(Music publishers are responsible for "promoting" musical compositions and can take up to 50 per cent of the revenue generated from public performance of copyrighted material. They also administer artists' performance rights by filling out the necessary paperwork with organizations such as SOCAN in Canada or ASCAP or BMI in the United States.)

The reasoning is very simple: a large number of musicians (myself included) have a very limited understanding of music publishing and copyright laws to the point where SOCAN membership is misunderstood and therefore essentially unnecessary. (In the same vein, ask all of your musician friends if they are in the musicians' union.)

Yes, SOCAN membership is important for artists who are very active performers, on tour or otherwise, and in heavy rotation on radio, television and films. But SOCAN pestering bars and festivals to pay up for public performances of copyrighted music doesn't mean they will (or should) pay.

Industry vs. independents

What this brouhaha exposes is the massive gap between the "music industry" and independent musicians who care more about getting heard than paid, as Henry Rollins put it (skip to 10:30 in this video for his views on how musicians can show that they like their fans).

The sad truth of it all is that music, performed live or recorded, has lost its monetary value due to saturation that came with the ease of quality production through technological advancement. As a personal example, one of my bands released a six-song EP in February on CD and on digital platforms such as iTunes and a host of other digital music providers and streaming services. While our first album did okay back in 2009, selling physical copies bolstered by digital sales, both physical and digital sales of our newest release have been noticeably lower. While it's disappointing, it's also difficult to blame people for not caring about a six-song EP since they can carry 10,000 songs in their pocket on their smart phones. (It also doesn't help that we're a wholly unhip, non-fashion-forward band in a rather obscure genre ignored by the indie-rock-hipster-dominated music press.)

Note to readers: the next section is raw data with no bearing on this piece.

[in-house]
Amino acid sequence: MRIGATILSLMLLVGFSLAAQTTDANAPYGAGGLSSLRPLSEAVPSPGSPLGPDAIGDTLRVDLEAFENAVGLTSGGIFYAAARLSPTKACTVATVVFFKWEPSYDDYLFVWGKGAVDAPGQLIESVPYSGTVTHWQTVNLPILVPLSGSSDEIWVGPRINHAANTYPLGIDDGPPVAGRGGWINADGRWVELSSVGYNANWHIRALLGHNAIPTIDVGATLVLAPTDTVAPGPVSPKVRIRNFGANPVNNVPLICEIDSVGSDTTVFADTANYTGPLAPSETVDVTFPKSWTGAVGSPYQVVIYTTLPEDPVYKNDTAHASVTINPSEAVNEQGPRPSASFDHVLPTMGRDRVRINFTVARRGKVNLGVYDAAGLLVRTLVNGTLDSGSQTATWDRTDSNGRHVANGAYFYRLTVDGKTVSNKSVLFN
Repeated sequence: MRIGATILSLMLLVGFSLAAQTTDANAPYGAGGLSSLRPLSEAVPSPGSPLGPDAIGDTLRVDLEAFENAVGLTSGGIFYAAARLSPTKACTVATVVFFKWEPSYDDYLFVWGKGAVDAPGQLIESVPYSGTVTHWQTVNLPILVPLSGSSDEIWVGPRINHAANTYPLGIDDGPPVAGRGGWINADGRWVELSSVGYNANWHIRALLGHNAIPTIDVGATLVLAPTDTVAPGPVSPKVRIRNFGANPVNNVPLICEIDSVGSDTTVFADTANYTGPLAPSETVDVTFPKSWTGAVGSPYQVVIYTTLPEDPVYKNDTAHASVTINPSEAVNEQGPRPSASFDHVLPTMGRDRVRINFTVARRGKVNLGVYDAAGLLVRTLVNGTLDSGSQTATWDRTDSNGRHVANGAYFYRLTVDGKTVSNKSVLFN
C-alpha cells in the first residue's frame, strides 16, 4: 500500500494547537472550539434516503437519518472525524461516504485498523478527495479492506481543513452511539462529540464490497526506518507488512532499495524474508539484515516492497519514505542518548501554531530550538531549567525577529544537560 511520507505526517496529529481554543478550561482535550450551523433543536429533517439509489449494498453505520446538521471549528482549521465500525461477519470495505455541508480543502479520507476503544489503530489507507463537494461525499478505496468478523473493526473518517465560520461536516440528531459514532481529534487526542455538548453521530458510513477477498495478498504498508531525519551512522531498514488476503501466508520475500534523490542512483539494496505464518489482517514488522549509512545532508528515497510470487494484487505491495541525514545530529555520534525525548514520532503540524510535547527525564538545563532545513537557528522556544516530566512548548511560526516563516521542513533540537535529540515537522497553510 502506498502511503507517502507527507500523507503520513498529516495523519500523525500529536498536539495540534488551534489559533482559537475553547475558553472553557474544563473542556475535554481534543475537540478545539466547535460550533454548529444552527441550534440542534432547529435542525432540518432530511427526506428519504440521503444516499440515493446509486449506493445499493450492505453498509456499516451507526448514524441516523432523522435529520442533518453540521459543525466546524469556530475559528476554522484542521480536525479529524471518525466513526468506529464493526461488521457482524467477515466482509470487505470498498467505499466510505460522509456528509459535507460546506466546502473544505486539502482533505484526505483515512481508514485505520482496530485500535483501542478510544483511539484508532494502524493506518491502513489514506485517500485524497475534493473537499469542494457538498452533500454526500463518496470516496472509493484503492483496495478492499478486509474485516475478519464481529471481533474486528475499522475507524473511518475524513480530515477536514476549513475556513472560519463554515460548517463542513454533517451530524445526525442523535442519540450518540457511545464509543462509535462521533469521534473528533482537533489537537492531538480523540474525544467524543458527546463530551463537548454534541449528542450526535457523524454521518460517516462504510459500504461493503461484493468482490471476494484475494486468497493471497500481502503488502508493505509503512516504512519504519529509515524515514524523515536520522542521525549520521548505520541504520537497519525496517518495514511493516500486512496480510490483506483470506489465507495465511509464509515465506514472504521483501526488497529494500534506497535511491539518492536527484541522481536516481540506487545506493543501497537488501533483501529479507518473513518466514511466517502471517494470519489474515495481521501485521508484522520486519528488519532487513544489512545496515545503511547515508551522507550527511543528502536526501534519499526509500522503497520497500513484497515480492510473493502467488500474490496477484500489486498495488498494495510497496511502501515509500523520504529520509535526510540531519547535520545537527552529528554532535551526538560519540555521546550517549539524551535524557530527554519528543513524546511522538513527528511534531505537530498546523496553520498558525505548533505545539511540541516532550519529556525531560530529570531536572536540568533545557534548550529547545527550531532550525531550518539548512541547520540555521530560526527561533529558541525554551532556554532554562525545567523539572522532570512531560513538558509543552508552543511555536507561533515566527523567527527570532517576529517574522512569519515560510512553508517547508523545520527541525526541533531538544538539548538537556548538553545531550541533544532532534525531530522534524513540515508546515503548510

Streaming services, meanwhile, have become fan favourites especially in Europe, which enable people to access an untold number of songs for a monthly fee without having to own any physical content, which compensate artists with so-called micro-payments, some of which amount to a fraction of cent for each song streamed.

See you on the battle lines

So what should we really make of whining about the Harper government waging war on the music business when the one complaining is the country's largest music publisher, whose catalogue includes songs by Taylor Swift, the Backstreet Boys and Britney Spears? I think its high time for the country's true music lovers to shed some crocodile tears for ole and wake up to a truly sad reality: the war on the music business is nearly lost and you can't solely blame governments.

Next time you're at a small music venue on Commercial Drive, for example, watch as the musicians pass around a hat looking for donations after their performance. Ask a staff member if the venue is compensating the performers with anything other than "exposure" and maybe an appetizer plate and a pitcher of beer. Next time you're on a torrent website downloading a band's full catalogue for free, stop and think and wonder if you being a "fan" is actually helping the band stay in existence (and keep making the music you love so much that you won't pay for it) by downloading their music for free.

The music business, be it the machine-like industry trying to pump out bona fide stars and hits or the kid plunking away on an acoustic guitar in his parents' basement, is indeed at war. It is at war with the notion that music and the people who create it, no matter how much it costs financially, spiritually or emotionally to do so, are worthless.

For me, it's a war worth fighting, no matter if it means my band's death by a thousand downloads. It's a war worth fighting because, as the saying goes, you get what you pay for and the price of losing this war is our collective soul.

I don't have a sure fire strategy to win this war. But for anyone who wants to enlist on the side of artists, here are some ideas. Be willing to shell out some money to be entertained by aspiring professionals. How about creating a sticker saying "We Pay Our Musicians" that restaurants, cafes and other venues could proudly display to entice patrons wanting some guarantee of quality music to go with their decent drink or food?

Such low-paying gigs are the lifeblood of musicians who someday might just make it big enough to earn royalties -- the back-end compensation over which ole is sounding the alarm. Until then, my bandmates and I are counting on fans and venue owners to realize that we need and deserve to be paid on the front-end if we're going to survive another week of Kraft Dinner and Mr. Noodles, and still be ready to rock out when Friday night rolls around again.  [Tyee]